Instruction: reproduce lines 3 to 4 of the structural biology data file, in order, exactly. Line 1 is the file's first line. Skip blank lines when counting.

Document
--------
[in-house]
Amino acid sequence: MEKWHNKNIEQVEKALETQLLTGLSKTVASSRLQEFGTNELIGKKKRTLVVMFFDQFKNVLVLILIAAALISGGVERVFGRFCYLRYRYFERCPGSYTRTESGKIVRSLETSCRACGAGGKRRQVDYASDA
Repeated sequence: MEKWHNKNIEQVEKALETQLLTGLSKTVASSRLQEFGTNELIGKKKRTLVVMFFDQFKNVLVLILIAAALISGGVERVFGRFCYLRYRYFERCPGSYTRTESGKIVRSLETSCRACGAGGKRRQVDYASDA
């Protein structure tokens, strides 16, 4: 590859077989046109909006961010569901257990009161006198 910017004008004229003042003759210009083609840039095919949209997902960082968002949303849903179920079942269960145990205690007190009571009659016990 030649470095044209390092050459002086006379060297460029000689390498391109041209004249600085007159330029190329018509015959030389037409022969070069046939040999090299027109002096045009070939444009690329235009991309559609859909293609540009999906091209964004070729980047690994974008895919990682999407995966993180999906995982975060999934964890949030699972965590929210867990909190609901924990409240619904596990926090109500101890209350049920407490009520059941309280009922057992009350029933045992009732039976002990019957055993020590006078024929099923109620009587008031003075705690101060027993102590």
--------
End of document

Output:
Repeated sequence: MEKWHNKNIEQVEKALETQLLTGLSKTVASSRLQEFGTNELIGKKKRTLVVMFFDQFKNVLVLILIAAALISGGVERVFGRFCYLRYRYFERCPGSYTRTESGKIVRSLETSCRACGAGGKRRQVDYASDA
């Protein structure tokens, strides 16, 4: 590859077989046109909006961010569901257990009161006198 910017004008004229003042003759210009083609840039095919949209997902960082968002949303849903179920079942269960145990205690007190009571009659016990 030649470095044209390092050459002086006379060297460029000689390498391109041209004249600085007159330029190329018509015959030389037409022969070069046939040999090299027109002096045009070939444009690329235009991309559609859909293609540009999906091209964004070729980047690994974008895919990682999407995966993180999906995982975060999934964890949030699972965590929210867990909190609901924990409240619904596990926090109500101890209350049920407490009520059941309280009922057992009350029933045992009732039976002990019957055993020590006078024929099923109620009587008031003075705690101060027993102590």